• Even the empanelled arbitrators are not neutral; each person named therein has some connection to the one or the other of the major oil seeds producers.
  • It is not necessary to prove actual bias and that it is sufficient to establish justifiable doubts of bias, which threshold has been satisfied by the respective Plaintiff.
  • The plaintiffs cannot expect an impartial adjudication through such arbitration.

Therefore they contended that the arbitration agreement is void and not enforceable.  Therefore they filed suits and applications praying for anti arbitration injunction.

The defendants/respondents contended the following before the High Court-

  • The respective Plaintiff and the first Defendant executed multiple contracts for the sale and purchase of CSFO.
  • All these contracts were based on FOSFA's Standard Form 54 subject to variations as agreed to between the parties.
  • The contracts contain an arbitration clause which provides for the resolution of disputes by an arbitral tribunal constituted by FOSFA.
  • The contracts also admittedly provide that the governing law is English law and that court proceedings, if any, should be instituted before the appropriate courts in England.

Therefore they contended the suits filed by the plaintiffs are not maintainable and also the applications for interim injunction are liable to be dismissed.  On the issue raise by the plaintiffs that the contracts are void and not enforceable they contended that the arbitration agreement is separate and distinct from the other clauses of the contract and that even it is concluded that the rest of the contract is void or unenforceable, the same would not affect the arbitration agreement.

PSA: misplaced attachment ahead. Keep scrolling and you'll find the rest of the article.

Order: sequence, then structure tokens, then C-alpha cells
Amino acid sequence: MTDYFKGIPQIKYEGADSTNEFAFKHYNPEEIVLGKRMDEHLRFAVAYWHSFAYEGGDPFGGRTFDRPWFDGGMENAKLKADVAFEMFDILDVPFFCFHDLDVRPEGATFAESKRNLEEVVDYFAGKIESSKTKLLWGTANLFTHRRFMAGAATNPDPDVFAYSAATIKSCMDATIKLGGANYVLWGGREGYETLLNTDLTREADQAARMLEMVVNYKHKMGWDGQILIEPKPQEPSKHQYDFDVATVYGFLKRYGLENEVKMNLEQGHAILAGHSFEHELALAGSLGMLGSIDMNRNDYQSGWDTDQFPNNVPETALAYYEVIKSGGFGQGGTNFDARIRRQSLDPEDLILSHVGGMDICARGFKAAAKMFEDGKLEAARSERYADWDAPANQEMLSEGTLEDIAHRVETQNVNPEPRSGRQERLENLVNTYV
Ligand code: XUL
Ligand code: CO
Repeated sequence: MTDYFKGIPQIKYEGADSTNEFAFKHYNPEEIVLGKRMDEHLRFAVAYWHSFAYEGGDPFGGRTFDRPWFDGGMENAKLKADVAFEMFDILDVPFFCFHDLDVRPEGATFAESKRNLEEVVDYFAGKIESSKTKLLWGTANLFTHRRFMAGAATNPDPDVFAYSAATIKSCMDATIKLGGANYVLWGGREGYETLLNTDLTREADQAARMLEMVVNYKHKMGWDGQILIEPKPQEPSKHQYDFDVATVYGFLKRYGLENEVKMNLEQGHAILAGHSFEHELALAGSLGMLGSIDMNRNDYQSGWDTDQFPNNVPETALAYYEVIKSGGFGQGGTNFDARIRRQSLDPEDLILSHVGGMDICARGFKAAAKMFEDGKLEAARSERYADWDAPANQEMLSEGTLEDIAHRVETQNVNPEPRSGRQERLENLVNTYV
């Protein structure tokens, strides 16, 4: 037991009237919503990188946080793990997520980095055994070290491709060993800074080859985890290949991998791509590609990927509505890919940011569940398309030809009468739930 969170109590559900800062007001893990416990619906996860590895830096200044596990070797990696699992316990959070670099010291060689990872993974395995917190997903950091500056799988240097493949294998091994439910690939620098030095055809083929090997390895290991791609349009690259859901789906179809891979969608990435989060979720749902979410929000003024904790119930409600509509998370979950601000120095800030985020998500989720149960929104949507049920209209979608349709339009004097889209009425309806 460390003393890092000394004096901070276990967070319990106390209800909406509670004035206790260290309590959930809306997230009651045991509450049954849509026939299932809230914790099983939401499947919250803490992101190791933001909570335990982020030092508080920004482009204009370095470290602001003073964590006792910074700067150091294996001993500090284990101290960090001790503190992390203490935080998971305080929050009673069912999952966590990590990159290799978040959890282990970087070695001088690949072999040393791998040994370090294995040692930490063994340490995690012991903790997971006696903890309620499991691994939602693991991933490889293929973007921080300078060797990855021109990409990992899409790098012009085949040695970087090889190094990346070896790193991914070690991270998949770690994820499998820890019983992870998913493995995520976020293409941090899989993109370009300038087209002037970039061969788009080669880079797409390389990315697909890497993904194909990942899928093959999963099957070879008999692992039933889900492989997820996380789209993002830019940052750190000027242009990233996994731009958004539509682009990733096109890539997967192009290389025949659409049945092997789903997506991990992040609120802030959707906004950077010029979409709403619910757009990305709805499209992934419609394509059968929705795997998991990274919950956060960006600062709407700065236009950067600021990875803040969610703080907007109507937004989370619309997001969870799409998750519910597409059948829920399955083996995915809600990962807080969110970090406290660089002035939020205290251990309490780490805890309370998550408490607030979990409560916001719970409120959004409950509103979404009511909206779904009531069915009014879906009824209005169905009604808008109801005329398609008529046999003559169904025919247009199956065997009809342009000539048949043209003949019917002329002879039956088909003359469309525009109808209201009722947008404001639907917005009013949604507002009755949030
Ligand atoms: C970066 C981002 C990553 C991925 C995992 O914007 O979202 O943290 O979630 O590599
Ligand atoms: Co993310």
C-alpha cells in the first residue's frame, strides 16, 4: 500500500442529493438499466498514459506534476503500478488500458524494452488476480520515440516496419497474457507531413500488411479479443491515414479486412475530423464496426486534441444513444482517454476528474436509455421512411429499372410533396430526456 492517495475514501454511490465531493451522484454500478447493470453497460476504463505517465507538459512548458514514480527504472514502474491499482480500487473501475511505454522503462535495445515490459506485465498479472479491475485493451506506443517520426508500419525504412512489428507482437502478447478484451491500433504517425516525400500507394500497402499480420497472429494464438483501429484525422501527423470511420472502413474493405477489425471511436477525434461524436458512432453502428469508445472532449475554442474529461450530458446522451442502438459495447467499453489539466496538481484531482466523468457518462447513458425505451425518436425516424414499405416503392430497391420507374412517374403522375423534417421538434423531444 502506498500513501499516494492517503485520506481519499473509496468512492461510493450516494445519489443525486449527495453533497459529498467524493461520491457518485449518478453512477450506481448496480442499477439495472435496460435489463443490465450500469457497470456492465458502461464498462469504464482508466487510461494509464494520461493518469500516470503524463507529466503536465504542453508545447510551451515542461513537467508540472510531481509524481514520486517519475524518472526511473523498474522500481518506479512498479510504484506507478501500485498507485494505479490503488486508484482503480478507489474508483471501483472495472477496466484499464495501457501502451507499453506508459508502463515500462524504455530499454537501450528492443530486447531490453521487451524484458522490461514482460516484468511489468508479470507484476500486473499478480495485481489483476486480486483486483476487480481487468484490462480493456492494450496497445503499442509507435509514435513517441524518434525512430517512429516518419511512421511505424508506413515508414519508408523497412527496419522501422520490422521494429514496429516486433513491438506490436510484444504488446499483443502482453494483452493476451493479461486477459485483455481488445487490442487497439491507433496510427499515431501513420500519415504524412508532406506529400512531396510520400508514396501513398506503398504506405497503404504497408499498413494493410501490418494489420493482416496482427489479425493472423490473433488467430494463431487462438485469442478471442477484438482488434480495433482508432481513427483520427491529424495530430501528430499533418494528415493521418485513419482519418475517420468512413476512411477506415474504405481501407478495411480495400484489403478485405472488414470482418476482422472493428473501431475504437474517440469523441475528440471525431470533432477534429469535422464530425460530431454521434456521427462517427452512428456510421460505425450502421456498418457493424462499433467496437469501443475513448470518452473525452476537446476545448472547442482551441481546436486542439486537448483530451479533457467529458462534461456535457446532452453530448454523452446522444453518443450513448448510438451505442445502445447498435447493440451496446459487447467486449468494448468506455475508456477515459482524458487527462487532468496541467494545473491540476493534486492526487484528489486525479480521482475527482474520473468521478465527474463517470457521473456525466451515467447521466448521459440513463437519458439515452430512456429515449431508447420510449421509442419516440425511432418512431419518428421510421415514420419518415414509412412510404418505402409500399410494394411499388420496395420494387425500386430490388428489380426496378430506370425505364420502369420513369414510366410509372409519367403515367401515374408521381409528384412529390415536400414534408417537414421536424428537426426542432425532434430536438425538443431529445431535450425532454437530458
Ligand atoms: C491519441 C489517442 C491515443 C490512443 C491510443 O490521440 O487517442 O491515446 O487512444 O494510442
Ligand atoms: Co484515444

With regard to the grant of an anti-arbitration injunction, he submitted that such order is liable to be vacated because the contract clearly provides for dispute resolution through arbitration under the auspices of FOSFA, which is a globally recognized body.  Since the contracts are governed by English law the Court has no jurisdiction to entertain the suits as well as the applications.  The legal position with regard to the grant of anti-arbitration injunction is well settled and the Supreme Court had laid down the limited circumstances in which interference is warranted.

The High Court considered the contentions of the parties to this case.  The High Court analyzed the provisions of FOSFA Rules of Arbitration and Appeal.  The High Court observed that the preamble ascertains the following-

  • parties agreed to resolve disputes through arbitration;
  • parties agreed that the arbitration would be governed by the Arbitration Act, 1996 (the English Arbitration Act);
  • the juridical seat has been designated as England in terms of the English Arbitration Act.

FOFSA Form 54 has also contains an arbitration clause.  The contracts executed between the parties also contain the arbitration clause.  The contract shall be governed by and construed in accordance with English law. 

The High Court observed that when the clauses contained in the contract are examined cumulatively, the undisputed position that emerges is that all disputes are required to be referred to arbitration in accordance with the Rules of Arbitration and Appeal of FOSFA.  Such arbitration would be governed by the English Arbitration Act and the juridical seat of arbitration is England.  The arbitral tribunal constituted as per the contracts and not Indian courts should exercise jurisdiction, in the first instance, and, thereafter, challenges, if any, would lie before the English courts.